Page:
Bloodstock AgentA person who advises and/or represents a buyer or seller of Thoroughbreds at a public auction or a private sale. A bloodstock agent usually works on commission, often five percent of the purchase price, and can also prepare a horse for sale.
Blood-TypingA way to verify a horse's parentage. Blood-typing is usually completed within the first year of a horse's life and is necessary before registration papers will be issued by The Jockey Club.
BoardShort for "tote board," on which odds, betting pools and other information are displayed.
BobbleA bad step away from the starting gate, usually caused by the track surface breaking away from under a horse's hooves, causing it to duck its head or nearly go to his knees.
BoltSudden veering from a straight course, usually to the outside rail.
BombA winning horse sent off at extremely high odds.
Book1) The group of mares being bred to a stallion in a given year. If a stallion attracts the maximum number of mares allowed by the farm manager, he has a full book.
Bottom1) Stamina in a horse. 2) Subsurface of a racing strip.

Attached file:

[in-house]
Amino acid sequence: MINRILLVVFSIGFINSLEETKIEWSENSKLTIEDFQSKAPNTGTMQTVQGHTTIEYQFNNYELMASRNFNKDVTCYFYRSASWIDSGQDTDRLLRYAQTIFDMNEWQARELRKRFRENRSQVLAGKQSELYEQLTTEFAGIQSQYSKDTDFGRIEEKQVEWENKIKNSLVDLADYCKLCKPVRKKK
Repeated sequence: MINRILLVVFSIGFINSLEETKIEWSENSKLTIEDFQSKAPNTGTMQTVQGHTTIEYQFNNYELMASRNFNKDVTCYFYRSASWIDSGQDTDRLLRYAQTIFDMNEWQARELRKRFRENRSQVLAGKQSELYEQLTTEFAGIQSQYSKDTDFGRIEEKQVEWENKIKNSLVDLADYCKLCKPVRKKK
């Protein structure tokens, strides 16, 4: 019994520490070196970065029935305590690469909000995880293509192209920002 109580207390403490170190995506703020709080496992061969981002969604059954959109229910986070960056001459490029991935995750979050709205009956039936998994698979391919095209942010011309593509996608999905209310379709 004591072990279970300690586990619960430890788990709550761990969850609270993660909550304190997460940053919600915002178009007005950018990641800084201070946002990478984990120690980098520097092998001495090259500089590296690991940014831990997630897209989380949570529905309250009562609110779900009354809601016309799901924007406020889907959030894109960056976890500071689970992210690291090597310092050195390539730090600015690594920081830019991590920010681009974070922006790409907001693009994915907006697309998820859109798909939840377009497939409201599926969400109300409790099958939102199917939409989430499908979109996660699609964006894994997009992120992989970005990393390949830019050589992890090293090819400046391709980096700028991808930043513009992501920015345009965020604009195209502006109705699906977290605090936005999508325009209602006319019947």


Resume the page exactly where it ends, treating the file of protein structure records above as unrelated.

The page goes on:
Bottom LineA standardbreds breeding on the female side. The lower half of an extended pedigree diagram.
BounceA poor race run directly following a career-best or near-best performance.
BoxA wagering term denoting a combination bet whereby all possible numeric combinations are covered.
Boxed (In)To be trapped between, behind or inside of other horses.
Brace (or Bracer)Rubdown liniment used on a horse after a race or workout.
Break (a horse)1) To train a young horse to wear a bridle and saddle, carry a rider and respond to a rider's commands. Almost always done when the horse is a yearling. 2) To leave from the starting gate.
Break MaidenHorse or rider winning the first race of its career. Also known as "earning a diploma."
BreakageIn parimutuel payoffs, which are rounded down to a nickel or dime, the pennies that are left over. Breakage may be used for any of a number of purposes, depending upon a state's rules of racing.